Past: September 18 → October 17, 2015
“Artists will be the Teddy Boys of the old culture. What you have not destroyed, we will destroy so as to forget everything.”
Giuseppe Pinot-Gallizio in “Discourse on industrial painting and an applicable unitary art,” Internationale Situationniste 3, 1959
“Do you like this garden? […] that is yours? See to it that your children do not destroy it!”
Malcom Lowry, Under the Volcano, 1947
Thomas Teurlai completed his studies at Villa Arson in 2011 with official academic honours and the respect of his teachers. Since then, with his characteristic radicalism, he has continually pursued his ideas both in Europe and the United States in a constant back and forth between seamy brown-field sites and the institutional white cube, from the Palais de Tokyo to an abandoned fish cannery in remotest Iceland. Or elsewhere. Often, in his work, fluids, current, masses and mechanical and chemical reactions enter into conflict in confined or immense settings filled by contemporary ruins, relics of new spaces without qualities.
It would be difficult to deny that ruins are becoming increasingly prominent in the contemporary imagination. It would be equally difficult to deny that Thomas Teurlai is very much a part of all this. The beauty and poetry of the margins are at work in his practice, as is the alterity of zombie materials, whose second lives he forces into being. Just as, at school, we discover the muscular properties of a frog’s corpse by running weak electrical current through it, so Teurlai reveals the disenchanted convolutions of our disintegrating society by injecting into his discards the energy that they lost long ago. Since the voltage is not always exactly appropriate, the process often jumps jerkily from the ridiculous to the disquieting in an obscure St. Vitus dance. Fire, shadow, poison and other ancestral dangers are still there, ready to prey on our modern comfort, hiding in that interzone which we often prefer to keep out of sight, the unseen backstage of a recycled landscape where ruins become almost instantaneous thanks to the miracle of programmed obsolescence. And to all those who would still complain about the over-prominence of these post-industrial ruins in contemporary practices, to all those who might still miss the purportedly superior romantic qualities of more ancient, more glorious vestiges, I would advise them to spend more time in aquarium shops. They have temples in cast resin that are really quite striking.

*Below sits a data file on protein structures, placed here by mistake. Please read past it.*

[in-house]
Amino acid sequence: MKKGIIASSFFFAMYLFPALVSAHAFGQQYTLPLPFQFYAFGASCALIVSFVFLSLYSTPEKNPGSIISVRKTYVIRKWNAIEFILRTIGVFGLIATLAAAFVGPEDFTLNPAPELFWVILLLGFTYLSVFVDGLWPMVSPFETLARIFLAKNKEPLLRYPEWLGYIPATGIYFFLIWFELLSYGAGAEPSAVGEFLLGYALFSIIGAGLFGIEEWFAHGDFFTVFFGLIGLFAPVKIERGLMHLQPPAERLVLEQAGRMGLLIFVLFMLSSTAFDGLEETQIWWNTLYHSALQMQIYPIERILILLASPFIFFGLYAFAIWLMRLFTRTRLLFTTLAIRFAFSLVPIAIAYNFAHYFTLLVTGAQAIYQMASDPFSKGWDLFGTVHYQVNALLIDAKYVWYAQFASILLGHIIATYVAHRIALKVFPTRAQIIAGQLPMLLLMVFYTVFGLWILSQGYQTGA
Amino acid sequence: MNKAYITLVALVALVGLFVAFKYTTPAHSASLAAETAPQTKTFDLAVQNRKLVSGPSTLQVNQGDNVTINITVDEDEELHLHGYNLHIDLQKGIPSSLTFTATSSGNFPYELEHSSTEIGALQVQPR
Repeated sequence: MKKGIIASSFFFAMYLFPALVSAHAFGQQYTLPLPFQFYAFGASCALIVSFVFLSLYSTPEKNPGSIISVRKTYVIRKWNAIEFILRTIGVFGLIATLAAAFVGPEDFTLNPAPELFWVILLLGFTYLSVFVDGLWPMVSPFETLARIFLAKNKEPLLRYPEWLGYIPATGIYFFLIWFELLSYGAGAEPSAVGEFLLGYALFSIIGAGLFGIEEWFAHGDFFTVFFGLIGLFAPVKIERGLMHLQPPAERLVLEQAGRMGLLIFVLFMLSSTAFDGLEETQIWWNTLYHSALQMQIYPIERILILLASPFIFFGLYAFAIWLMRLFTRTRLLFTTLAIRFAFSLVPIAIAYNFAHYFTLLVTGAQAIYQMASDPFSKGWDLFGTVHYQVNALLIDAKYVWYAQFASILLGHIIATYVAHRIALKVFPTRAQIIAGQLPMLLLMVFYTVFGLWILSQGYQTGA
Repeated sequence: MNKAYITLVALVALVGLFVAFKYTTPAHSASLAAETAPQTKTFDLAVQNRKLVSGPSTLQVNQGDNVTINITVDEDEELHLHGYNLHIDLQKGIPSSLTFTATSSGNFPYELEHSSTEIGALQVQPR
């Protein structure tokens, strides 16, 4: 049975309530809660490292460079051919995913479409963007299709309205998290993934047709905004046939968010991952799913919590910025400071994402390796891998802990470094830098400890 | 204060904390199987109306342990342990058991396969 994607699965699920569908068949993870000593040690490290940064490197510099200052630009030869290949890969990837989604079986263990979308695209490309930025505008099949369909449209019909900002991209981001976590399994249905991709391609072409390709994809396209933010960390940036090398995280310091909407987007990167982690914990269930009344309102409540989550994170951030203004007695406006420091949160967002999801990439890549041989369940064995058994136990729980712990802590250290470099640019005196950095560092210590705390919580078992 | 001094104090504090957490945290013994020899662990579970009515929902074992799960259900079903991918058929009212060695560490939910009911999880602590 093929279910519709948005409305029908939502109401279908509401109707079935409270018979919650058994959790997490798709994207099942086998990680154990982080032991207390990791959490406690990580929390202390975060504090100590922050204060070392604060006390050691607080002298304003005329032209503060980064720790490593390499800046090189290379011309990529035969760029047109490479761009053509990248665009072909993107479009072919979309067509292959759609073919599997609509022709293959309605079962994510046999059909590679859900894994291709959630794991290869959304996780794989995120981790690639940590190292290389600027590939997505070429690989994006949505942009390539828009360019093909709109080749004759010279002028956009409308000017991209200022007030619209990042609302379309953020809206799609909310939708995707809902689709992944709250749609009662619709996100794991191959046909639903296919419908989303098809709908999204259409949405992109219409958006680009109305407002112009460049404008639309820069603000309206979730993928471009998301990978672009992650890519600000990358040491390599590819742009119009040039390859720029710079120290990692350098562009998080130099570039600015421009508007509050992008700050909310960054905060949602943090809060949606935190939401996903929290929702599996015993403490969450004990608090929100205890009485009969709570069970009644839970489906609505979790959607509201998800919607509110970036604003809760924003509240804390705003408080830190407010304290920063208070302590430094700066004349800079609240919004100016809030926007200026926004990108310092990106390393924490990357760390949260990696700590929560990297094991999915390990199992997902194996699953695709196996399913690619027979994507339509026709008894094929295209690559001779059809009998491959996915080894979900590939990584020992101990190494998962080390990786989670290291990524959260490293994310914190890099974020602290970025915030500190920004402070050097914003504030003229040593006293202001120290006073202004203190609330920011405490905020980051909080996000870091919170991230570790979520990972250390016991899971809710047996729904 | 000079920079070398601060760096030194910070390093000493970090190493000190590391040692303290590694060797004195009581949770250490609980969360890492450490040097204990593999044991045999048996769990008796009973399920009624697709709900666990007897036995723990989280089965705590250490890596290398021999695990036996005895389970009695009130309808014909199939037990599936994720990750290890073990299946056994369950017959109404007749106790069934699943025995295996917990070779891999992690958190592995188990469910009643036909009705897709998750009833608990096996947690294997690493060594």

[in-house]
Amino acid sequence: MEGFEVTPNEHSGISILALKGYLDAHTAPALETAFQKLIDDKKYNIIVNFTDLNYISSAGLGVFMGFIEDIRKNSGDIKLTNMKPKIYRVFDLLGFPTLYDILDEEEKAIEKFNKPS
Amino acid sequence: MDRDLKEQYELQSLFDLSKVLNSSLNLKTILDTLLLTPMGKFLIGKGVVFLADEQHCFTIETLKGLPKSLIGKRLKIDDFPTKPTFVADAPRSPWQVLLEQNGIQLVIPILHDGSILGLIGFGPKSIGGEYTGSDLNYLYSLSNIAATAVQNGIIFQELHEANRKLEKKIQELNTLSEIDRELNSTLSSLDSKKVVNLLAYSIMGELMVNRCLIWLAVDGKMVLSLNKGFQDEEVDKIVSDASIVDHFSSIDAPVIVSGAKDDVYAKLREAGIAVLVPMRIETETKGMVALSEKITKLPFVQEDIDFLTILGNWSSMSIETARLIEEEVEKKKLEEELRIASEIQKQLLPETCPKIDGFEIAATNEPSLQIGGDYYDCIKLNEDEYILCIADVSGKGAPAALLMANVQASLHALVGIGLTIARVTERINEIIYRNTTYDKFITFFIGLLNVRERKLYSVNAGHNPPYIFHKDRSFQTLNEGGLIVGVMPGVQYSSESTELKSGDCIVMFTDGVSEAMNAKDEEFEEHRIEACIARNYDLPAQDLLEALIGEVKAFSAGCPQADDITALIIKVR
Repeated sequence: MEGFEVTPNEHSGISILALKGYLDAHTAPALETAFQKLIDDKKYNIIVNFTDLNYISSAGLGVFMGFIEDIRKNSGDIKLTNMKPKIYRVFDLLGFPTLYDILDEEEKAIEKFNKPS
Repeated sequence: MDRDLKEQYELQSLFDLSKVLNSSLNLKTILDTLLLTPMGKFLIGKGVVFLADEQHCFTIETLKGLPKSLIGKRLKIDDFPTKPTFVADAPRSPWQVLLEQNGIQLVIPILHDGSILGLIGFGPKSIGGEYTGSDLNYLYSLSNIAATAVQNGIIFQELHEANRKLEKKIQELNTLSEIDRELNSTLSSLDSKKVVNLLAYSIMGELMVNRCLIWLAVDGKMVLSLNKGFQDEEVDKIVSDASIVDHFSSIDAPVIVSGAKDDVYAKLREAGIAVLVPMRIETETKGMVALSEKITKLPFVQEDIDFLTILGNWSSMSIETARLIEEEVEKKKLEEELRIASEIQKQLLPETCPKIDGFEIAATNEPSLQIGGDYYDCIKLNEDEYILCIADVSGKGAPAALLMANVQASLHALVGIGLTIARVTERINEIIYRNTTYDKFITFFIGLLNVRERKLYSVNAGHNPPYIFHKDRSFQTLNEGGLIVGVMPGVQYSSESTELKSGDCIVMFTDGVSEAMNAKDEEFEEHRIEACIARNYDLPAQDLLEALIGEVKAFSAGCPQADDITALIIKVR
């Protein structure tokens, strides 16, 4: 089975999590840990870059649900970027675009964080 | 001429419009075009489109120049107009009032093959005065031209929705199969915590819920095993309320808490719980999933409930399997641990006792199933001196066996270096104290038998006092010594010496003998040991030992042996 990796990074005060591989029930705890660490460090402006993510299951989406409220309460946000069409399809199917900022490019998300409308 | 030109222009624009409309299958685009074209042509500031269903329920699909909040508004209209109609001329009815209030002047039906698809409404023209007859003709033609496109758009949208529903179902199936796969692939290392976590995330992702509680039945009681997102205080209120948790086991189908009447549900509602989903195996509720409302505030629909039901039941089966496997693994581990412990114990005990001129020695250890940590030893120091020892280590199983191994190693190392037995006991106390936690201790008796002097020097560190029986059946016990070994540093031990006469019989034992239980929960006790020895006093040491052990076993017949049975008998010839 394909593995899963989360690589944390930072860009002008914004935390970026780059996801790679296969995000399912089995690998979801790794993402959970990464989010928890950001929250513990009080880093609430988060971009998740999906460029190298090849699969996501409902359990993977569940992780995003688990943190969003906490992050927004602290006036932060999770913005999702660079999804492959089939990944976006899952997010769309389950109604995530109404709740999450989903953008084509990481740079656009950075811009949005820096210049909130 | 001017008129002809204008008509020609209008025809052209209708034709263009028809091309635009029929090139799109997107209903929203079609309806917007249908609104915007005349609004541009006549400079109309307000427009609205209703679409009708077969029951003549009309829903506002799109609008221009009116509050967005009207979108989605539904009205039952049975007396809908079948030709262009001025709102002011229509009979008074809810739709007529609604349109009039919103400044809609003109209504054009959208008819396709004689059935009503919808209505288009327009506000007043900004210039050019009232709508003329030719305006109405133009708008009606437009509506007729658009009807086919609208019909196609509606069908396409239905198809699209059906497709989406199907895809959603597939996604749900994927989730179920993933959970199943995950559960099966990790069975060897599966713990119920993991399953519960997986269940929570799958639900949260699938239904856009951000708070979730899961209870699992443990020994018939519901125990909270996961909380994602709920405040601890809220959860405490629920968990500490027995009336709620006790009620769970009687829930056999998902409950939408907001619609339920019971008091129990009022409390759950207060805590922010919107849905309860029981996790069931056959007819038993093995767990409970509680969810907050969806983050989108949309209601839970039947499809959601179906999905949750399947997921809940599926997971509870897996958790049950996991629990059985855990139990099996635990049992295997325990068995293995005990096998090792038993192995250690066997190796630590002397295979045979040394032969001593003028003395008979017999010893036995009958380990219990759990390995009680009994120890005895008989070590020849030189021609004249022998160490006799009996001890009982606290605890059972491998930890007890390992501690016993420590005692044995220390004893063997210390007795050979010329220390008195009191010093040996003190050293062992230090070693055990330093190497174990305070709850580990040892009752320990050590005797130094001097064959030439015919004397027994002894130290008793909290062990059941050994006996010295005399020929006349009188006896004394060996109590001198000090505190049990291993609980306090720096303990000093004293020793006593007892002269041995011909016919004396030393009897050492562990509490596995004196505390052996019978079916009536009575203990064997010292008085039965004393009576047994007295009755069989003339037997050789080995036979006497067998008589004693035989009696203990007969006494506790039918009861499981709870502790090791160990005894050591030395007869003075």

— Passions and festivities in a violent age or reflections on the concerns of Thomas Teurlai by Arnaud Maguet
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